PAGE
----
A feeling of weightlessness dominated my senses. It was almost as if I had ceased to be and I had became part of the storm. It was like living inside a frosted light bulb. It was college-in-the 70s all over again..deja vu…surreal. (who needs a pot shop when you own skis?)

The weather had deprived me of sight.

The wind howling in my ears robbed me of my hearing.

It was like skiing in a sensory deprivation tank. The only part of me that provided any clue as to my whereabouts, was my feet. They spoke. I listened. Call it “skiing sole-fully.

I became deeply aware of every inch of skin inside my boot. If I felt the pressure on the inside of my left foot, I surely MUST be turning right? Well, maybe but, once I decided not to care, I stepped through the Looking Glass into a world I had never experienced before.

My eyes tried to probe for obstacles ahead, trying to focus on a scene that my camera refused. The auto-focus only whirred in confusion. “Help us Landru!” (gratuitous Star Trek reference)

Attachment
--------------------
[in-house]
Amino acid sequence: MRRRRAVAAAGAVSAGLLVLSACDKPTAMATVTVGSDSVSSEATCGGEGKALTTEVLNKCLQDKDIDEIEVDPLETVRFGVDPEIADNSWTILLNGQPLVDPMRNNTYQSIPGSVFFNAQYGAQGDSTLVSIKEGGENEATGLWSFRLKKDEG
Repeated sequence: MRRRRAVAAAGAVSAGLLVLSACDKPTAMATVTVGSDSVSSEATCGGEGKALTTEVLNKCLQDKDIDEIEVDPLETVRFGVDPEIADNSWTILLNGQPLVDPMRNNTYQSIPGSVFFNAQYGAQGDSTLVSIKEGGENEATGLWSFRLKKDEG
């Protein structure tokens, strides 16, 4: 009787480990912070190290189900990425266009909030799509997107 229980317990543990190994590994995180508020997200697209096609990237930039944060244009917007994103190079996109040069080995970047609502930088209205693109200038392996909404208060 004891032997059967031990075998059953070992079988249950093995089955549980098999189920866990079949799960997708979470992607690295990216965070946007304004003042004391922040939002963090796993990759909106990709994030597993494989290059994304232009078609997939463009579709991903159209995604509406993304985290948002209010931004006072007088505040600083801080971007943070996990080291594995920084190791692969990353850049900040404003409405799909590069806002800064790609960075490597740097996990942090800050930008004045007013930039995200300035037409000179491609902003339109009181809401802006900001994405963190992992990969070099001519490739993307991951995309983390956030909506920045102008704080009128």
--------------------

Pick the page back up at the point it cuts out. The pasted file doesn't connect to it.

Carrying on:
There was nothing out there to focus on. No objects. No light. No dark. No shadows. Just white. Opaque. Impenetrable.

I wonder if GoPro or, NASA  might mount a radar to a helmet? Infrared would be of no use. Nothing ahead but raw, white cold.

The snowing finally slowed and the sky lifted just enough to see ahead 40 or 50 yards.  The rest of the day was a joy of Freshness.

Twelve inches of uncut powder, in places punctuated by shots to the face, as I blasted through hip deep wind drifts and knee deep board slashes.

Deep Harbor Chop crud had always been a nemesis. I didn’t ski it well. I avoided it. The problem is that crud is everywhere. NOT skiing it closed off a lot of the mountain.